Anyone who has ever set foot in the credit union ecosystem knows that women in this industry are remarkable. So many women rock stars in the space are quite literally changing the world – one member at a time. But, more than that, they’re inspiring an entire generation of future CU leaders – lifting, mentoring, encouraging, and laying the framework for greater things ahead.
Now, as someone fairly new to the space myself, I can say this with fresh perspective: These women’s stories aren’t being told as often (or as loudly) as they should be. In order for people to take up a torch and fan the flame of progress, they’ve gotta first see the spark. So, this being Women’s History Month, it seemed a fitting time to offer an article that adds a bit of kindling to the cause.
I had the privilege of sitting down with four of the most brilliant, driven, fiercely compassionate women in the CU industry to discuss what women bring to the credit union movement.
Sharing Our Stories & Learning from Our Past
JRF Consulting Services founder Julie Ferguson (CUDE) believes that, when it comes to women in the CU space, “We need to hear their stories. We need to learn. We need to be inspired… to think about – who do I know that’s making a really big difference, and how can I invest in them and others by sharing that story?”
Julie isn’t alone in her passion for getting these stories told. Merry Pateuk, Senior VP of Industry Engagement at PSCU, is an advocate for learning from those who came before and highlighting those making a difference today.
“I really believe that if we understand where we came from and can really understand our past,” says Merry, “we can make better decisions going forward.”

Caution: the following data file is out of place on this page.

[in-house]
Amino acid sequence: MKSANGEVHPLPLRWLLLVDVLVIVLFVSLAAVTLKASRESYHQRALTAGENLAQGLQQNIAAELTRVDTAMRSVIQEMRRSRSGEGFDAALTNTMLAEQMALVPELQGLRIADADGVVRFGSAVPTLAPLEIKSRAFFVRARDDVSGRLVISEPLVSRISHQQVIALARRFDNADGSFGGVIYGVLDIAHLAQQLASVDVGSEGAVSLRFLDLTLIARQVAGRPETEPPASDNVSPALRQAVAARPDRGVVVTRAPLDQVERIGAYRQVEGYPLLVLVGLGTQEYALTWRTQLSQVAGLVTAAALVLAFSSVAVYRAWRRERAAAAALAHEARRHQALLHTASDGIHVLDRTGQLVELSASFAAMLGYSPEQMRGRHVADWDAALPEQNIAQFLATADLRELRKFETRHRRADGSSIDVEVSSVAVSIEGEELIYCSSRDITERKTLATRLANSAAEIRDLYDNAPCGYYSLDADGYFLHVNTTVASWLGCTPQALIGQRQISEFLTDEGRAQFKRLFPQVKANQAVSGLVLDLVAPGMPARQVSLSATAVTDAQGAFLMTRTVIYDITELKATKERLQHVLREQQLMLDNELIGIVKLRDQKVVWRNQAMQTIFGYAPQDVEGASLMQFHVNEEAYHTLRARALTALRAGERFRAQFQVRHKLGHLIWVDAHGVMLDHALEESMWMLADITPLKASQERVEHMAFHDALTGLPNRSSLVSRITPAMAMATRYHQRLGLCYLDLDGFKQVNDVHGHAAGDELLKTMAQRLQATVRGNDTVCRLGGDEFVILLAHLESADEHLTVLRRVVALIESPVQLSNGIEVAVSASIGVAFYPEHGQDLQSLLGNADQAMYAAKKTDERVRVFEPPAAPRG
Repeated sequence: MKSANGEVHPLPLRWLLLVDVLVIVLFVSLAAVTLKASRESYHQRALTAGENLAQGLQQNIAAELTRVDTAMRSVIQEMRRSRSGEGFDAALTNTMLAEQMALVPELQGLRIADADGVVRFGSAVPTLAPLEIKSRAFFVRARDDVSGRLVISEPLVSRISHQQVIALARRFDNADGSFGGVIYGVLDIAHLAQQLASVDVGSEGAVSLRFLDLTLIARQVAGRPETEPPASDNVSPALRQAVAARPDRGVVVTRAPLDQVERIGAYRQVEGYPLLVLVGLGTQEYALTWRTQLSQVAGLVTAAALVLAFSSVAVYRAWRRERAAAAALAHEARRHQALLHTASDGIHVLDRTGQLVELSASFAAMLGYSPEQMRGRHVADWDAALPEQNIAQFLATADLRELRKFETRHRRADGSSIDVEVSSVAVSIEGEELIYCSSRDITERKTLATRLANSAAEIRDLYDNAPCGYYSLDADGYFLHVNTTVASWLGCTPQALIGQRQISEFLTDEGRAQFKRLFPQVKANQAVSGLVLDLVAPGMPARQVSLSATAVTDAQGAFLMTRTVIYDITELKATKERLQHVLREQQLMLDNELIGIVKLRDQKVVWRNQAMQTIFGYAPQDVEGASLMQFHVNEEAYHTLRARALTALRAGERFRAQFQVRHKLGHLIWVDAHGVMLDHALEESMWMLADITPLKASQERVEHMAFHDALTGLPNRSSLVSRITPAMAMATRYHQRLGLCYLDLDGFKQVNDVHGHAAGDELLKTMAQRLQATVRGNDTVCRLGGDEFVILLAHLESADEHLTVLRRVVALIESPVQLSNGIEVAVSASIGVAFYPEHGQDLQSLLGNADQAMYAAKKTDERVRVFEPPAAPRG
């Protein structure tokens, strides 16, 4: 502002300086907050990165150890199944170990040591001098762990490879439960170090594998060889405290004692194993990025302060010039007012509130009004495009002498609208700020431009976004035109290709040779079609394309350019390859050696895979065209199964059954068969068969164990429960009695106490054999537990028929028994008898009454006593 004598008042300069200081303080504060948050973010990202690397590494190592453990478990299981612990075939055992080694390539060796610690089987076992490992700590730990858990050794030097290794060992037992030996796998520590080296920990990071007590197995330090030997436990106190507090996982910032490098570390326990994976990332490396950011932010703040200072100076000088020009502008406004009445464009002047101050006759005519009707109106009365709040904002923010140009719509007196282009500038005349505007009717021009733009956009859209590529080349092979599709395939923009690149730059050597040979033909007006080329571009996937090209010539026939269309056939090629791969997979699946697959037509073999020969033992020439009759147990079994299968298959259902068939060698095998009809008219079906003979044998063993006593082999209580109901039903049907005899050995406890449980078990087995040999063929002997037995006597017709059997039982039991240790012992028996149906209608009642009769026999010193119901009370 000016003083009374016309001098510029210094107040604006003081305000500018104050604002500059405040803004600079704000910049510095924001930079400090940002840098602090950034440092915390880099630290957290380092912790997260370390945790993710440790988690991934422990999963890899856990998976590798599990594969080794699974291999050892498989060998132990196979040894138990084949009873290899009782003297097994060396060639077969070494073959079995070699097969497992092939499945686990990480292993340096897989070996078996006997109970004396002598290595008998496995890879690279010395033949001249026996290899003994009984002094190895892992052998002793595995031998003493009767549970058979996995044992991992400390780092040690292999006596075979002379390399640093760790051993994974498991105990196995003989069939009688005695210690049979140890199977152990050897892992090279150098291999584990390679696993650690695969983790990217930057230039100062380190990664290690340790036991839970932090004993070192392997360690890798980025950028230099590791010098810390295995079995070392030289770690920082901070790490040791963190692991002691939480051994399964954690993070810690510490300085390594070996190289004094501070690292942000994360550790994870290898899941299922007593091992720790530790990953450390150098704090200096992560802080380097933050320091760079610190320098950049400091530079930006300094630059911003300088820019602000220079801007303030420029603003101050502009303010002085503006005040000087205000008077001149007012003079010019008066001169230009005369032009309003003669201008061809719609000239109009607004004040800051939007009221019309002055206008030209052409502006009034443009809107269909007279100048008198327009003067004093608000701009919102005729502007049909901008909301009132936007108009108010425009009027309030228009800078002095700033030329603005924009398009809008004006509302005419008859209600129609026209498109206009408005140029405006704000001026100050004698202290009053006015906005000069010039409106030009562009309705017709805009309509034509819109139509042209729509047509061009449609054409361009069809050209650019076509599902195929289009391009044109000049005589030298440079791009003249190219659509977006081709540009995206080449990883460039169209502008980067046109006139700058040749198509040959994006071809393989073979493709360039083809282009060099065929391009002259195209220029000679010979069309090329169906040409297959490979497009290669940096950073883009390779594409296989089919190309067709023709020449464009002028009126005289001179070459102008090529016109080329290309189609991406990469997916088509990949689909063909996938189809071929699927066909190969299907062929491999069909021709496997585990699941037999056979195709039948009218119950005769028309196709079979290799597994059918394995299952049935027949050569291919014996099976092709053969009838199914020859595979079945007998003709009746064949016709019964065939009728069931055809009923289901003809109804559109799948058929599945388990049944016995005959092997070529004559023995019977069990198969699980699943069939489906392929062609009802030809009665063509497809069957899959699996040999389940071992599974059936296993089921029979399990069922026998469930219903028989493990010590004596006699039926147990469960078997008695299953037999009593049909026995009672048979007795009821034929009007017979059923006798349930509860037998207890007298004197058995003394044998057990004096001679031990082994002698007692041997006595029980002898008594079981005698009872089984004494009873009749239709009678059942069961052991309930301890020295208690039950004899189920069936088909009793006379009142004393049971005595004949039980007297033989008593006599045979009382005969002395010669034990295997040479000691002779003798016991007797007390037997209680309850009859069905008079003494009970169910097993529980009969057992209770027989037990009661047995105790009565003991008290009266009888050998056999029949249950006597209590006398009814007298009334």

She also believes more solid recognition of the women that have been so active in the industry is long overdue. “There are so many powerful, strong titans that we need to recognize – whether they’re the sung heroes or the unsung heroes.”
Ok, but WHY does it matter so much. Anne Legg, Founder of THRIVE Strategic Services, has some thoughts on that. “The credit union industry is awesome and—to propagate more of this awesomeness—we need to learn from each other,” she says. “We can learn from others and gain confidence from their accomplishments, saying ‘Oh I did some of that,’ or ‘That gives me a great idea!’ or ‘You know what, I want to talk to her about something.’ It allows us to push it forward and pay it forward.”
Women Inspiring Women: Why We’re Better Together
Then there’s Nanci Wilson (CUDE), Marketing & Community Engagement Officer at University FCU. If you’ve been lucky enough to cross paths with Nanci, it won’t surprise you in the least that—when it comes to discussing women in the space—she’s a big fan of the word “moxie.” And she believes empowered women empower other women.
“Once you see that someone can take their purpose and passion and make magic happen in the industry,” says Nanci, “you want a part of that potion. You want a part of that magic.”
Much of that magic, in Nanci’s opinion, comes from women being authentically themselves – taking their true passion and putting it to work.